First, I just want to honor that you’re supporting your teachers in that way. And I love, you know, you talked about all the books that you’ve been reading from the recommended book list that we put out there and the growth you’ve had. Kudos to you for digging in, which is only really like 10% of it and then 90% is actually taking action. So not only are you a leveling up in terms of your learning, but you’re putting that stuff into place, which is huge. So you’re helping your teachers just by executing on that, implementing the ideas. Another book you might want to put on the list is, it’s already on the recommended list I’m pretty sure. I’m not sure which ones you’ve seen because I put a lot of stuff out there, but it’s called, The Coaching Habit. And since you’re interested specifically in questions that is one of the go to coaching question books. I read it years ago and saw the author in the world business executive coaching summit and just was like, Oh, he’s awesome and dug in. Oh. But then when I did the alt MBA as a student and became an Alta MBA coach, that’s one of the books that they send all the students because it’s about mindset and frameworks and seeing things differently. So I think you’d love the book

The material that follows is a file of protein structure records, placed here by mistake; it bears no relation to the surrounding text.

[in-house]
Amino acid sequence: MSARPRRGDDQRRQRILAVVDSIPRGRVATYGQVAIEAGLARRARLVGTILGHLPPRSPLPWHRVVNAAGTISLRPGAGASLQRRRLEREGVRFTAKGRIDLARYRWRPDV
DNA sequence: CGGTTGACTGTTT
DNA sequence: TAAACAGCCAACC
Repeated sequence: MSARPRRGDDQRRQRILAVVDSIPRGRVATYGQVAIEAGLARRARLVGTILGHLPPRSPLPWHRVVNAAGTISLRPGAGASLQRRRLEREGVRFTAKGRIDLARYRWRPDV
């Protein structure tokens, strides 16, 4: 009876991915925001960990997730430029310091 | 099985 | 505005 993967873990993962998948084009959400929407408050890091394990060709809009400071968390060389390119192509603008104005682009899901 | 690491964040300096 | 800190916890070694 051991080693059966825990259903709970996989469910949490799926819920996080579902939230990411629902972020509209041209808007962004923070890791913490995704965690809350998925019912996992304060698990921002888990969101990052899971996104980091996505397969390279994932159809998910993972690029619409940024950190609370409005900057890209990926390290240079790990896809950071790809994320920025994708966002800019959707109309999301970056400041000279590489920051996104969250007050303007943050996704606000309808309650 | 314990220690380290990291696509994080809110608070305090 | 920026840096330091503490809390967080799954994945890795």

Justin (04:58):

Awesome. That sounds great. You know, and one thing looking at those different questions and those things. One thing that I’ve also really had to look at is my balance. I’m sure that looking at it from an evaluator lens and looking at it from a coaching lens. I mean obviously when I go in I’ll do an evaluation, but I’m always very sure to leave them as descriptive of the amount of feedback as I can. Including those different questions. One thing that I’ll also do is try to consider all the different learners in the classroom. I’m trying to consider your gifted advanced learners and then what you would consider your medial learners. Yeah, I’m trying to look at what the teacher is doing for all the learners in the classroom.